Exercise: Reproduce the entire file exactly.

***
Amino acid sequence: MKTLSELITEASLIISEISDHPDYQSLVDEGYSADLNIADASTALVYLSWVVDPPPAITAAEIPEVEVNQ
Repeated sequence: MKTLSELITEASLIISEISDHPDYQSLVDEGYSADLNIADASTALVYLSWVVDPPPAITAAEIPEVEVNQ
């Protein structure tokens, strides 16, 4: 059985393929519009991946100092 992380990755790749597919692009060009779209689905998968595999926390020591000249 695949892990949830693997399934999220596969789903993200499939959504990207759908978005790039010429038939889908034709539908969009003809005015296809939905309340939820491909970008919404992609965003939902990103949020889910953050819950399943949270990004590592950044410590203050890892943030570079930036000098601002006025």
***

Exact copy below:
Amino acid sequence: MKTLSELITEASLIISEISDHPDYQSLVDEGYSADLNIADASTALVYLSWVVDPPPAITAAEIPEVEVNQ
Repeated sequence: MKTLSELITEASLIISEISDHPDYQSLVDEGYSADLNIADASTALVYLSWVVDPPPAITAAEIPEVEVNQ
């Protein structure tokens, strides 16, 4: 059985393929519009991946100092 992380990755790749597919692009060009779209689905998968595999926390020591000249 695949892990949830693997399934999220596969789903993200499939959504990207759908978005790039010429038939889908034709539908969009003809005015296809939905309340939820491909970008919404992609965003939902990103949020889910953050819950399943949270990004590592950044410590203050890892943030570079930036000098601002006025």